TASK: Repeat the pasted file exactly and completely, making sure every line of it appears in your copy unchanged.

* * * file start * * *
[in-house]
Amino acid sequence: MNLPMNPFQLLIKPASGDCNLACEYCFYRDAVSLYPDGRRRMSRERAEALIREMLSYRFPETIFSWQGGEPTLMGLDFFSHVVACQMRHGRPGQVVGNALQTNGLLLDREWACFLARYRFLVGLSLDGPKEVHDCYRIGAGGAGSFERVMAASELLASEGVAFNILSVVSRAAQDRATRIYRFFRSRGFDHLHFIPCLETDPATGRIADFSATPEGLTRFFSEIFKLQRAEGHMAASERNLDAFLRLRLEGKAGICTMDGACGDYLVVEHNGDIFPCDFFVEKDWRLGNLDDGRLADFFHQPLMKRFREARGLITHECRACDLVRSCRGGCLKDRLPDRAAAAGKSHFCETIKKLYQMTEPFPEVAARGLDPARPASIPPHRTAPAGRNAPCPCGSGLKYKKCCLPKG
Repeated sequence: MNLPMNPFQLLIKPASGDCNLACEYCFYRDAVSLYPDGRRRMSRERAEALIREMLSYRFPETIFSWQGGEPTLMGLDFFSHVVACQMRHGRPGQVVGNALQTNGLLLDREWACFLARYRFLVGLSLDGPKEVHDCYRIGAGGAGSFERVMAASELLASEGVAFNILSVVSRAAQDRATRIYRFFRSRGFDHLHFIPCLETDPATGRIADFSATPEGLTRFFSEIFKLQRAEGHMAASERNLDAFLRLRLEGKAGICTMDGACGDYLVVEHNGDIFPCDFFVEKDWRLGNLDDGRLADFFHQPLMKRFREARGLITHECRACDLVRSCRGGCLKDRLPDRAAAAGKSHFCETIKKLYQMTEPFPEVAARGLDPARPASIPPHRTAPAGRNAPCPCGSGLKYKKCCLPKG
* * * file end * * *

[in-house]
Amino acid sequence: MNLPMNPFQLLIKPASGDCNLACEYCFYRDAVSLYPDGRRRMSRERAEALIREMLSYRFPETIFSWQGGEPTLMGLDFFSHVVACQMRHGRPGQVVGNALQTNGLLLDREWACFLARYRFLVGLSLDGPKEVHDCYRIGAGGAGSFERVMAASELLASEGVAFNILSVVSRAAQDRATRIYRFFRSRGFDHLHFIPCLETDPATGRIADFSATPEGLTRFFSEIFKLQRAEGHMAASERNLDAFLRLRLEGKAGICTMDGACGDYLVVEHNGDIFPCDFFVEKDWRLGNLDDGRLADFFHQPLMKRFREARGLITHECRACDLVRSCRGGCLKDRLPDRAAAAGKSHFCETIKKLYQMTEPFPEVAARGLDPARPASIPPHRTAPAGRNAPCPCGSGLKYKKCCLPKG
Repeated sequence: MNLPMNPFQLLIKPASGDCNLACEYCFYRDAVSLYPDGRRRMSRERAEALIREMLSYRFPETIFSWQGGEPTLMGLDFFSHVVACQMRHGRPGQVVGNALQTNGLLLDREWACFLARYRFLVGLSLDGPKEVHDCYRIGAGGAGSFERVMAASELLASEGVAFNILSVVSRAAQDRATRIYRFFRSRGFDHLHFIPCLETDPATGRIADFSATPEGLTRFFSEIFKLQRAEGHMAASERNLDAFLRLRLEGKAGICTMDGACGDYLVVEHNGDIFPCDFFVEKDWRLGNLDDGRLADFFHQPLMKRFREARGLITHECRACDLVRSCRGGCLKDRLPDRAAAAGKSHFCETIKKLYQMTEPFPEVAARGLDPARPASIPPHRTAPAGRNAPCPCGSGLKYKKCCLPKG